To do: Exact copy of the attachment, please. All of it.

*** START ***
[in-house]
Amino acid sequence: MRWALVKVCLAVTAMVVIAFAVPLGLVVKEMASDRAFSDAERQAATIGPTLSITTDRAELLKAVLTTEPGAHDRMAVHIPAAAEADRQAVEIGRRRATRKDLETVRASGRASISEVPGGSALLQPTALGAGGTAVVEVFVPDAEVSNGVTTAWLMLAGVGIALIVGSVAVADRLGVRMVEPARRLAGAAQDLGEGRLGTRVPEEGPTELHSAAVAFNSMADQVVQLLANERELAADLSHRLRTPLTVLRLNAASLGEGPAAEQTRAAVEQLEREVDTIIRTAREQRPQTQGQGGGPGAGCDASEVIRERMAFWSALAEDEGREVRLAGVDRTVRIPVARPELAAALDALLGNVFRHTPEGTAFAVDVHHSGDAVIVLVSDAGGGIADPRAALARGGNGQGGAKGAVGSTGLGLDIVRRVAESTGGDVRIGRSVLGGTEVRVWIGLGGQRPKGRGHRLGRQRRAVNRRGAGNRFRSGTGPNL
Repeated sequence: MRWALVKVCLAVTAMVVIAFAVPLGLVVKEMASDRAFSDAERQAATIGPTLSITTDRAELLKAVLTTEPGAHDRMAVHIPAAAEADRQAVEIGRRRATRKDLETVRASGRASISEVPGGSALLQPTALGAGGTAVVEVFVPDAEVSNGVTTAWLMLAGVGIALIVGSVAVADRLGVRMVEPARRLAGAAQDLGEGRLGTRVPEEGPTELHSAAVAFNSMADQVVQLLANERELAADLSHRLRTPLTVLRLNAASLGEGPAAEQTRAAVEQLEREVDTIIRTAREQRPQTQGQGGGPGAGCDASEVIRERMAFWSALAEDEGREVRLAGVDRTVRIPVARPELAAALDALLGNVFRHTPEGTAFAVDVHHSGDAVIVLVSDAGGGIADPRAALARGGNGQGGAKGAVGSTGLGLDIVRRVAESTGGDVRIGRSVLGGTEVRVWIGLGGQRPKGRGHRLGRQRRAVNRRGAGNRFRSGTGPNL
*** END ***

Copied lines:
[in-house]
Amino acid sequence: MRWALVKVCLAVTAMVVIAFAVPLGLVVKEMASDRAFSDAERQAATIGPTLSITTDRAELLKAVLTTEPGAHDRMAVHIPAAAEADRQAVEIGRRRATRKDLETVRASGRASISEVPGGSALLQPTALGAGGTAVVEVFVPDAEVSNGVTTAWLMLAGVGIALIVGSVAVADRLGVRMVEPARRLAGAAQDLGEGRLGTRVPEEGPTELHSAAVAFNSMADQVVQLLANERELAADLSHRLRTPLTVLRLNAASLGEGPAAEQTRAAVEQLEREVDTIIRTAREQRPQTQGQGGGPGAGCDASEVIRERMAFWSALAEDEGREVRLAGVDRTVRIPVARPELAAALDALLGNVFRHTPEGTAFAVDVHHSGDAVIVLVSDAGGGIADPRAALARGGNGQGGAKGAVGSTGLGLDIVRRVAESTGGDVRIGRSVLGGTEVRVWIGLGGQRPKGRGHRLGRQRRAVNRRGAGNRFRSGTGPNL
Repeated sequence: MRWALVKVCLAVTAMVVIAFAVPLGLVVKEMASDRAFSDAERQAATIGPTLSITTDRAELLKAVLTTEPGAHDRMAVHIPAAAEADRQAVEIGRRRATRKDLETVRASGRASISEVPGGSALLQPTALGAGGTAVVEVFVPDAEVSNGVTTAWLMLAGVGIALIVGSVAVADRLGVRMVEPARRLAGAAQDLGEGRLGTRVPEEGPTELHSAAVAFNSMADQVVQLLANERELAADLSHRLRTPLTVLRLNAASLGEGPAAEQTRAAVEQLEREVDTIIRTAREQRPQTQGQGGGPGAGCDASEVIRERMAFWSALAEDEGREVRLAGVDRTVRIPVARPELAAALDALLGNVFRHTPEGTAFAVDVHHSGDAVIVLVSDAGGGIADPRAALARGGNGQGGAKGAVGSTGLGLDIVRRVAESTGGDVRIGRSVLGGTEVRVWIGLGGQRPKGRGHRLGRQRRAVNRRGAGNRFRSGTGPNL